Friday July 9, 2010

NEW YORK, NEW YORK – In the late afternoon I took a walk Riverside Boulevard, the extension of Riverside Drive south from 72nd Street. The street may actually be called Trump Place between 66th Street and 70th Street. I was attracted by an article in the New York Times to the effect that the American Institute of Architects has designated the buildings along here as the 6th ugliest buildings in New York. What I found is that the southern extension of Riverside Park is now mostly completed, and is sensational. I’ll be back there. But for today the entrance to one of the buildings, 100 Riverside Boulevard, not one of the Trump buildings.

100 Riverside Boulevard

Hasselblad H3D 39.

Wednesday July 7, 2010

NEW YORK, NEW YORK – It’s possible to walk most of the way around Manhattan on the water. This is a relatively recent development = there are gaps (for example on the East side in the 50s) but construction continues. To an important extent this relieves the sense the Manhattan is cut off from the water by major highways (the Westside Highway and the FDR Drive). Anyway, here we are on the East River in the 60s.

Leica M9 and 50mm Summilux lens.

Monday July 5, 2010

NEW MILFORD, CONNECTICUT – I decided to drive back to New York early. The light in New Milford was interesting so I stopped to photograph. One of the grandest buildings on the green of this slightly troubled town is the Lillis Funeral Home. Here’s a link to the iMortuary entry for Lillis: Lillis Funeral Home.

The Lillis’s are evidently a prominent New Milford family.  A Google search identifies a Deputy Chief of Police named Lillis; the town has a Lillis Road; the school board was housed in the Lillis Building which is now apparently abandoned.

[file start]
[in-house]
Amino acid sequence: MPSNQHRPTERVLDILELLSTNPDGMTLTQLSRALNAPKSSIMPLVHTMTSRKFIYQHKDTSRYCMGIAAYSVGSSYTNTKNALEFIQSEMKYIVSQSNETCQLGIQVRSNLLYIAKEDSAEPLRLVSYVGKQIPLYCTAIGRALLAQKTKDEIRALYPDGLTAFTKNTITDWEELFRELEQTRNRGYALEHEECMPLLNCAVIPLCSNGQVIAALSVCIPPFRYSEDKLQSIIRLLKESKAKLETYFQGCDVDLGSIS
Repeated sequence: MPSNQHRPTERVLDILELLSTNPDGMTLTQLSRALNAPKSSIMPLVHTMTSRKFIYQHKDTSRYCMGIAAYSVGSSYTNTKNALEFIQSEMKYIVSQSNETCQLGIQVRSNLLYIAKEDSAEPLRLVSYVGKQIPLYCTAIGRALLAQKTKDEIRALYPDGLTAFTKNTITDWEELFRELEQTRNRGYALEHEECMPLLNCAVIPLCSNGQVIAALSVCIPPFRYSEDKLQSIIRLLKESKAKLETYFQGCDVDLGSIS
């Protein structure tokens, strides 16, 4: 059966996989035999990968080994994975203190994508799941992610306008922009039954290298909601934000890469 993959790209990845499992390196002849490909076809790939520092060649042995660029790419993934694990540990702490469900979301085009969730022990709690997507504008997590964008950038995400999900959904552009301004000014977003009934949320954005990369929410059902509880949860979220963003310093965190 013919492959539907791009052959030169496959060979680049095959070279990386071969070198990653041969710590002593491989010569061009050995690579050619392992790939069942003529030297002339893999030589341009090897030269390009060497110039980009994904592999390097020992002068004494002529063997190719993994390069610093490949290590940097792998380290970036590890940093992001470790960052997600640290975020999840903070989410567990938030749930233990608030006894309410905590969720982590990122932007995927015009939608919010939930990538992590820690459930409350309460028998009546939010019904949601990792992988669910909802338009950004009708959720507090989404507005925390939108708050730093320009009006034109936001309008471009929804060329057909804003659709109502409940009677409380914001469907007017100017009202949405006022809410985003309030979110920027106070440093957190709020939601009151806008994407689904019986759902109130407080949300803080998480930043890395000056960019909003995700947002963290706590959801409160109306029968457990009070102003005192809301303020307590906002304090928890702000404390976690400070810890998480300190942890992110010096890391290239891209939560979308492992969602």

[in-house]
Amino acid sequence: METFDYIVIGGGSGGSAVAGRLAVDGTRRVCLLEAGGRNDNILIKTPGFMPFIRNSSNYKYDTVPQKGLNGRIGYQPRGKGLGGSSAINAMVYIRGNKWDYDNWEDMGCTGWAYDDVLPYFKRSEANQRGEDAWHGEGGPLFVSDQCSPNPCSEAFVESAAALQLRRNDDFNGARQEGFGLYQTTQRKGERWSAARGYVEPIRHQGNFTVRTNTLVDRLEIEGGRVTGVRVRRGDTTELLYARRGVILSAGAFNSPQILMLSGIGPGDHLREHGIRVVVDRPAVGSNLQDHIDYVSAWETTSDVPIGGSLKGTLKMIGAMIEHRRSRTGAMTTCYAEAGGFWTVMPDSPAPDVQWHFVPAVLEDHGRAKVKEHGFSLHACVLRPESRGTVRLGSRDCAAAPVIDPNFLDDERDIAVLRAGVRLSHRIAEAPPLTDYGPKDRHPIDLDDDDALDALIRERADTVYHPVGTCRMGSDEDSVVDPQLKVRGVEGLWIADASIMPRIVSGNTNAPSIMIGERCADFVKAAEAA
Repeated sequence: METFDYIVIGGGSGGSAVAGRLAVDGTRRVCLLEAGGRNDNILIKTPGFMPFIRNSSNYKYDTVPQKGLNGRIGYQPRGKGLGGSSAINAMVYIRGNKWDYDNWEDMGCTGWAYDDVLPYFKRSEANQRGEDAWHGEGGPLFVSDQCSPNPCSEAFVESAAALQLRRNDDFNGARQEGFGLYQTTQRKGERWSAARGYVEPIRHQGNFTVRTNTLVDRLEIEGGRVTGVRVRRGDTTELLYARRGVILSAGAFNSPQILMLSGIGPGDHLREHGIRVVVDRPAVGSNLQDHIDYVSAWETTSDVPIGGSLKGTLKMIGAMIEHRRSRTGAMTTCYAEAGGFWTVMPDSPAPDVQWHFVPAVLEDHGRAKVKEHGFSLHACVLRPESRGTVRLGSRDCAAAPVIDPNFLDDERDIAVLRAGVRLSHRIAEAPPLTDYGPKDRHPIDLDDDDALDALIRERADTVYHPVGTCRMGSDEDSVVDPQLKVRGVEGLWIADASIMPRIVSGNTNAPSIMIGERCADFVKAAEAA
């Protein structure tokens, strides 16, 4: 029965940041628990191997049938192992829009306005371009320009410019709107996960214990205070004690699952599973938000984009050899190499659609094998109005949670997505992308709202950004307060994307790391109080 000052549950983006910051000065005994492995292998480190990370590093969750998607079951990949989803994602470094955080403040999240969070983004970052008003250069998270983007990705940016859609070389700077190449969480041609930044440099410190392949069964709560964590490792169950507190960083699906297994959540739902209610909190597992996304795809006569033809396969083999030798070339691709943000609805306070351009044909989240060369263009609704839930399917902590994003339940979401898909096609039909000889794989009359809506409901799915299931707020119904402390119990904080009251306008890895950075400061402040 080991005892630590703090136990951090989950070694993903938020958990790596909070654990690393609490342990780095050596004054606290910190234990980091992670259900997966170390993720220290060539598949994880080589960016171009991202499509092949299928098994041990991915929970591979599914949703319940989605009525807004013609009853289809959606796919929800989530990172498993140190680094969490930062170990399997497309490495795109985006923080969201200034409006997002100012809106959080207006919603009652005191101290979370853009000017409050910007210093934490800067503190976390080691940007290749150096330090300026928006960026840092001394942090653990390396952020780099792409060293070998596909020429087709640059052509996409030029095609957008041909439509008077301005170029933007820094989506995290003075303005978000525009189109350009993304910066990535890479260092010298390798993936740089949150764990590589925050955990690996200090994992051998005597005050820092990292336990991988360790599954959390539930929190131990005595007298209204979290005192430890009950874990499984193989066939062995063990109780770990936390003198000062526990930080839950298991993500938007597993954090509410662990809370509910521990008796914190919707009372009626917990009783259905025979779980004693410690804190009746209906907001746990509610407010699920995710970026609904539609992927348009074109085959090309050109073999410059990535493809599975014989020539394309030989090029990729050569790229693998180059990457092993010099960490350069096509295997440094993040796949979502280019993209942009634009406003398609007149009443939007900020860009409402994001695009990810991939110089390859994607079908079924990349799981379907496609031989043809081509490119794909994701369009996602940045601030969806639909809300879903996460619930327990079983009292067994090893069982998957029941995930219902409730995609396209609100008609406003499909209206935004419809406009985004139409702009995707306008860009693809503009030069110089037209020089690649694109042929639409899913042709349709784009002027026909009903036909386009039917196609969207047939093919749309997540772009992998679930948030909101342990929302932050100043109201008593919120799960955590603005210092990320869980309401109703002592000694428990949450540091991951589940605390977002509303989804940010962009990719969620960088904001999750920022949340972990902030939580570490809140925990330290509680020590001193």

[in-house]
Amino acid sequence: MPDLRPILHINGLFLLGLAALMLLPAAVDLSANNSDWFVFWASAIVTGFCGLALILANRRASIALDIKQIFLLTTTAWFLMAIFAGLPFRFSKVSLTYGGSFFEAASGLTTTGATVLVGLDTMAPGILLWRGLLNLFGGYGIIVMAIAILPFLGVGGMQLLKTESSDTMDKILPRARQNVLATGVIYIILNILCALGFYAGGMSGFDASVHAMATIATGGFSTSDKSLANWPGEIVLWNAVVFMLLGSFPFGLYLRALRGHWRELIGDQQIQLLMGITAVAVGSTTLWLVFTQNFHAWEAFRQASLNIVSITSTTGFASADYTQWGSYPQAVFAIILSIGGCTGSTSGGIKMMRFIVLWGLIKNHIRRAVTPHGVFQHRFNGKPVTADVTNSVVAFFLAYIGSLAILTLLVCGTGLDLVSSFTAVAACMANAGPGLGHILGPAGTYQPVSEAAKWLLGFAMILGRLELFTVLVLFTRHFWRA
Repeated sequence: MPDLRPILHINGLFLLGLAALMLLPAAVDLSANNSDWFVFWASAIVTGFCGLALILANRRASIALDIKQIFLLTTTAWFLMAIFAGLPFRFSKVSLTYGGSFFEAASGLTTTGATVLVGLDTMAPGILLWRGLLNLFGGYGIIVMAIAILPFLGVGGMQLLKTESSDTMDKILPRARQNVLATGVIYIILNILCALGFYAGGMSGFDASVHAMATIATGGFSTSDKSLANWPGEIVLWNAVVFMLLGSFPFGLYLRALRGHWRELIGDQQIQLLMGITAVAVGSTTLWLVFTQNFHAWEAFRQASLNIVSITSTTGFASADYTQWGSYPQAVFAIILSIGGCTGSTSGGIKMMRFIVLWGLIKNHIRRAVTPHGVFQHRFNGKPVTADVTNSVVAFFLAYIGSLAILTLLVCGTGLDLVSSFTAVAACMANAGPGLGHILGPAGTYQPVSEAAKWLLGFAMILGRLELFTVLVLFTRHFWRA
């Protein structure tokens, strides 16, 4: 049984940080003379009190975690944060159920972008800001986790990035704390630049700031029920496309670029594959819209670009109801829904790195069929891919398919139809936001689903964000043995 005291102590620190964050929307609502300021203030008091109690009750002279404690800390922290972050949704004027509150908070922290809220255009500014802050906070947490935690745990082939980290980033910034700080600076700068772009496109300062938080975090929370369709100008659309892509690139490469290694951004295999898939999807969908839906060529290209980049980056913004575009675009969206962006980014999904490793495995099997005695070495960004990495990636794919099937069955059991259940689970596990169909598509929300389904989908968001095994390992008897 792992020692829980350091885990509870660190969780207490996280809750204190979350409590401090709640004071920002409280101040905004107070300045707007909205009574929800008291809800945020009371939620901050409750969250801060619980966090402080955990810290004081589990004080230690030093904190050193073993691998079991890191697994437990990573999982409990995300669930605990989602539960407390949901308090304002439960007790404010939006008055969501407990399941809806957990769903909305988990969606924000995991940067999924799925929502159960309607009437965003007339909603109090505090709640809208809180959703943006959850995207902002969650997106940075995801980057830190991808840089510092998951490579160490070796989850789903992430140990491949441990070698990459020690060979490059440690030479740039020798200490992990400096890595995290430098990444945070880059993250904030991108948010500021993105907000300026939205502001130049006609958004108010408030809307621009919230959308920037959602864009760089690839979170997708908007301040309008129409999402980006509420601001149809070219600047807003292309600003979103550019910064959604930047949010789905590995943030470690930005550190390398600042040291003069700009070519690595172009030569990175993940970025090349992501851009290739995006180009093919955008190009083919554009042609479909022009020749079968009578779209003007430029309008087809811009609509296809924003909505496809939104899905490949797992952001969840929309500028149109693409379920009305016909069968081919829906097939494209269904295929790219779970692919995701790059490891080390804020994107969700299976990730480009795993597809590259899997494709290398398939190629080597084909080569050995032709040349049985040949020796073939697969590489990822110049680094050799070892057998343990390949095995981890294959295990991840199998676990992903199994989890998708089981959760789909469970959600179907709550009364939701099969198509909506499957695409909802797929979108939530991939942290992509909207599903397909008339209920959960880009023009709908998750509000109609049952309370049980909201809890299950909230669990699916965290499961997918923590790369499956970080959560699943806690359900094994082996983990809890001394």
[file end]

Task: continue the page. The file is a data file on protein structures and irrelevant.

I’m going to go out of my way to collect mortuaries over the next few months.

Lillis Funeral Home

Hssselblad H3d 39 with 35-90mm lens.

Sunday July 4, 2010

WARREN CONNECTICUT – Well here I am in Warren for the Fourth of July.  A quick personal inventory:  Maria, my wife, is in Capri at a literary festival (no kidding); our son, Alexander is in Puerto Rico on vacation proposing to his girlfriend (she said “yes” so she’s now his fiance); our daughter is in Southampton with an old friend of hers.  So I’m here by myself doing the lonely guy thing.  After the excitement of Ecuador this seems dull.  I picked up a different camera hoping for inspiration – not much came of it.

Sunset Warren

Hasselblad H3D 39 with 35 – 90mm lens.

Saturday July 3, 2010

NEW MILFORD CONNECTICUT – I went to Clamps, a roadside burger stand on route 202, for a burger for lunch, arriving just before the 2:00 PM closing, in time to place an order.  By the time that I got my wits together to reach for camera the closed sign had gone up.

Clamps is a dying breed: a roadside hamburger stand that’s seasonal, has limited hours and isn’t part of a chain.  The following is from Roadfood:  “The business card of Clamp’s Hamburger stand says, NO SIGN, NO ADDRESS, NO PHONE, JUST GOOD FOOD. In fact, there is a sign about the size of a license plate on the side of the wood-frame hut: “Clamp’s Est. 1939.” Despite the lack of a billboard and a street address, you will have no trouble finding this place because there are cars and people crowded around any time it’s open … which is late April to early September every day from 11am to 2pm and from 5pm to 8pm.

“Edwin and Sylvia Clamp started the business sixty-six years ago, and now their great-nephew, Tom Mendell, is the boss. Tom told us that since 1939 Clamp’s has never advertised and never had a phone (and therefore was never in the phone book), and while it did have a prominent sign, when the sign blew down in a windstorm back in the 1960s, it was not replaced.”

Clamps